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There are several types of earache drops available sold either over-the-counter or by prescription. These remedies are suggested for a variety of different kinds of earache pain and infection. Most medical experts suggest knowing what is causing the ear pain before choosing to introduce any type of solution to the ear and ear canal. Ear drops are always a liquid, and are made from chemical or herbal ingredients. The drops are typically packaged in small, light-proof, glass bottles and are usually available with a dropper for easy application.
The most common type of earache drops are those to treat acute otitis, the common ear infection. Ear drops used to treat infections are only available through a doctor's prescription and often include several different types of medication, including a hydrocortisone solution safe for ear use, neomycin, and polymyxin B. Treating an earache with drops helps to ensure that the medication reaches the source of the infection and can provide fast acting relief of the pain associated with these infections. Anyone can contract a bacterial ear infection, but it is far more common in children. It is customary to schedule a follow-up visit with the doctor shortly after the antibiotic drop course to ensure the infection has been fully eliminated.
Some types of earache drops are made to only relieve pain symptoms. Consumers can get these products both over-the-counter and through prescriptions from their doctors. These ear pain remedies are available in all natural formulas, and the ingredient list varies per product. Most medical experts recommend only using these earache drops for a short amount of time and suggest seeking medical attention if the ear pain does not lessen and stop within a few days. The ear pain could be an indication of infection or other type of ear disorder.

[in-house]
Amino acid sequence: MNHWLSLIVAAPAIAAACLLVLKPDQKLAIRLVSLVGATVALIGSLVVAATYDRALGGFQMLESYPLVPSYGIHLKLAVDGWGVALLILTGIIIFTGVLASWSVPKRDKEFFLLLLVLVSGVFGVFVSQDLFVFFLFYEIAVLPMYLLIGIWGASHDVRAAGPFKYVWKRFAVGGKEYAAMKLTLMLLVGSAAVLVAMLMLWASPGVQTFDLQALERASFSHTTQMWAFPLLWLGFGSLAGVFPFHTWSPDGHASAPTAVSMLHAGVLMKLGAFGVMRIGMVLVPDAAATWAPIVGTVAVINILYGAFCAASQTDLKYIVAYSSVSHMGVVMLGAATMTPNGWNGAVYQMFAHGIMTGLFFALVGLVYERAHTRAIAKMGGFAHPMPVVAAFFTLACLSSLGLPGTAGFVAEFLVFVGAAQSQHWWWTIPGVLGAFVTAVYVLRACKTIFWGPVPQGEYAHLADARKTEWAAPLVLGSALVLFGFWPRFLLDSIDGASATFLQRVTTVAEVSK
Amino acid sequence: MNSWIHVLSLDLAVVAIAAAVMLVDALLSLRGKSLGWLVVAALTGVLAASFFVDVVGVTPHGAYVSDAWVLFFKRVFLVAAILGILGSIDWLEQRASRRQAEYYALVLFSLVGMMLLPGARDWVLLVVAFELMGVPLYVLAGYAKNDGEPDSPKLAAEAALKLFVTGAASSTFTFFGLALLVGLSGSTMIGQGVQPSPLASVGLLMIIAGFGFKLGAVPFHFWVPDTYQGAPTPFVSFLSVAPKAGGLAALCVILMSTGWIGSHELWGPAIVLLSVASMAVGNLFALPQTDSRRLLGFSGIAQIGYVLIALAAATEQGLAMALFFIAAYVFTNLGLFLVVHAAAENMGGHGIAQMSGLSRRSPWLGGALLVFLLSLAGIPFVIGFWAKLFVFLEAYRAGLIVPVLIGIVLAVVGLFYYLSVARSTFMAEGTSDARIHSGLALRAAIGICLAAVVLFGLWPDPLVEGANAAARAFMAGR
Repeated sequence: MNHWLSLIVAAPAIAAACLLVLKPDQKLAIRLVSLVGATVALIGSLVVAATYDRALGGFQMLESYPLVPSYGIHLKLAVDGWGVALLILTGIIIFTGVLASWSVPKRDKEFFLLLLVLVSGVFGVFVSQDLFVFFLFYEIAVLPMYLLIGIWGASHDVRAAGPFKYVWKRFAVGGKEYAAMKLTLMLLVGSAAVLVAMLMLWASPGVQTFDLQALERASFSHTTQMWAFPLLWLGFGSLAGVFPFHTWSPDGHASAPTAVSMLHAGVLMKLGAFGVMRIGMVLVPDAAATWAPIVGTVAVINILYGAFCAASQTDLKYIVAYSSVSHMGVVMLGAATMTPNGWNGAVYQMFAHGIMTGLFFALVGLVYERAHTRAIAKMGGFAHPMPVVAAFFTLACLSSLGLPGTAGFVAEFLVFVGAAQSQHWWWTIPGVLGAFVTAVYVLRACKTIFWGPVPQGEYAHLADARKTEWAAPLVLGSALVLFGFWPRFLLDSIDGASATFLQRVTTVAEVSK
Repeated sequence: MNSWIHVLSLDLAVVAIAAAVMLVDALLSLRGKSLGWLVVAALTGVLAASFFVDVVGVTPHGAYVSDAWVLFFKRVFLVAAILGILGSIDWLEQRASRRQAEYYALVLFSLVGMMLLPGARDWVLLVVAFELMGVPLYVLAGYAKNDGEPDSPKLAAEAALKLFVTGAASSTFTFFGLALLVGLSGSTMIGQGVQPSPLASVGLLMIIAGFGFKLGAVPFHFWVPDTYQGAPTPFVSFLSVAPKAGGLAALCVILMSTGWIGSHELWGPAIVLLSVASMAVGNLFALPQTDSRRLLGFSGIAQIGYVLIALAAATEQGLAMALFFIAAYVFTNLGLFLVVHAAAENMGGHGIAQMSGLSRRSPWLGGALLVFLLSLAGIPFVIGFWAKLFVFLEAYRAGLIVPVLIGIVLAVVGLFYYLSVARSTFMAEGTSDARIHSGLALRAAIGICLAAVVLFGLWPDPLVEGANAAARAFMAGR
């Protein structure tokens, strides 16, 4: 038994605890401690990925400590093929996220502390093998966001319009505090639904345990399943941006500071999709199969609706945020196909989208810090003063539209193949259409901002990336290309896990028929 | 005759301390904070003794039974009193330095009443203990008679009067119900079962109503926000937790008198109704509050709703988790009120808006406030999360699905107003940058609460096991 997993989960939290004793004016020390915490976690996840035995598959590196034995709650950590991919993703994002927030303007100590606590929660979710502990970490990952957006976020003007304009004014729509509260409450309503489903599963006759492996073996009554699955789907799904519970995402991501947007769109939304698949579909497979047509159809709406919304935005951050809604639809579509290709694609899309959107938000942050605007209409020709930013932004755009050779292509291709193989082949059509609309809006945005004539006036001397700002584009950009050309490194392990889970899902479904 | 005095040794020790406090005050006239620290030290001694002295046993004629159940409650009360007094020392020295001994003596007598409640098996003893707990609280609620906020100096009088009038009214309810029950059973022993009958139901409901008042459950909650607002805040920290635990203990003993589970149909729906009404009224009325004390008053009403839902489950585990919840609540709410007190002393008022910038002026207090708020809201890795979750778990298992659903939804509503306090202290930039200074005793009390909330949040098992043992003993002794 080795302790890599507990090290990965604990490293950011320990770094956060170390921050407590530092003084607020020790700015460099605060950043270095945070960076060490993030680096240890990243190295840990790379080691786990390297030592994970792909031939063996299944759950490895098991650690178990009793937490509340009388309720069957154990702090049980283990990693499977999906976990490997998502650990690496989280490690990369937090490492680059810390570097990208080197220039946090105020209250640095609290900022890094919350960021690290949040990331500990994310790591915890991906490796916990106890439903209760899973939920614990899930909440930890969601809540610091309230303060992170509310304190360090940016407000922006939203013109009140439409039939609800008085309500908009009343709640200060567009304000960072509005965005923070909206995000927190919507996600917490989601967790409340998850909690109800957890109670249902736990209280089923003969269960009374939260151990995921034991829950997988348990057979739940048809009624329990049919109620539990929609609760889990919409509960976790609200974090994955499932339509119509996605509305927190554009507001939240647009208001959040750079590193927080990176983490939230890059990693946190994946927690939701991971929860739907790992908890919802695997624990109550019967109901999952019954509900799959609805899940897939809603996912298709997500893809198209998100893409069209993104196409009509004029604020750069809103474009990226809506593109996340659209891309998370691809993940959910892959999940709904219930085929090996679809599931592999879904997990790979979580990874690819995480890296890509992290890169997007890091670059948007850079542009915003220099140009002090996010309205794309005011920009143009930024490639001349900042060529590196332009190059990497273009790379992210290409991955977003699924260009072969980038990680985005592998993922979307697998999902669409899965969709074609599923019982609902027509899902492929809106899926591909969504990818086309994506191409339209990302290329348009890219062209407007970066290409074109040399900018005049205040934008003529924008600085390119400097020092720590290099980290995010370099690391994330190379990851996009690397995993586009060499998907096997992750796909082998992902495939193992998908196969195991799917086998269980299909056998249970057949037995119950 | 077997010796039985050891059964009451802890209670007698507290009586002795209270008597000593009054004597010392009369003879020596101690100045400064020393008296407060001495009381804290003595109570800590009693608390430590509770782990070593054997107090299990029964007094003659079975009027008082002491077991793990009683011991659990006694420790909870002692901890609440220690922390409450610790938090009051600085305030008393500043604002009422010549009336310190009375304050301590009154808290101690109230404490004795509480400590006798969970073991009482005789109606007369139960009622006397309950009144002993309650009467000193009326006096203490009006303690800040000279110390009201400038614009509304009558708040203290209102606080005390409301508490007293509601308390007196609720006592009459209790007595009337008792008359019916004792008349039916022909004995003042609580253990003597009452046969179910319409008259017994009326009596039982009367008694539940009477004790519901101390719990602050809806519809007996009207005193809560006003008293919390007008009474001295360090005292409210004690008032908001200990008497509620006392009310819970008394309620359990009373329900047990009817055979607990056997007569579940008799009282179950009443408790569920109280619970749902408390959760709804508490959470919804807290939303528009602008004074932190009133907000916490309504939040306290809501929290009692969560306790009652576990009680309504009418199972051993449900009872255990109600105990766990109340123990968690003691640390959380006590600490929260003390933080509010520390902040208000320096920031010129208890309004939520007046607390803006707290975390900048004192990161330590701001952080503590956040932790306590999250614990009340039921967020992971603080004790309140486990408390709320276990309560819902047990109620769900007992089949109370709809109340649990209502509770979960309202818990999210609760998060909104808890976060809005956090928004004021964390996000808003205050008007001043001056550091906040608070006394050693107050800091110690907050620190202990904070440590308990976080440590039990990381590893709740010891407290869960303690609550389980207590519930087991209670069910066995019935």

Otitis externa, also known as swimmer's ear, is commonly treated and prevented using specific types of earache drops. For people who are prone to this condition, ear drop products containing rubbing alcohol or vinegar are suggested to help dry the ear canal after swimming to reduce the likelihood of infection. If infection does occur, the person's doctor usually prescribes prescription ear drops containing antibiotic and pain killing agents to combat the infection. Patients are also advised to either avoid swimming altogether or wear protective ear coverings, such as wax plugs, when in the pool, bath, or shower until the infection has been cleared.
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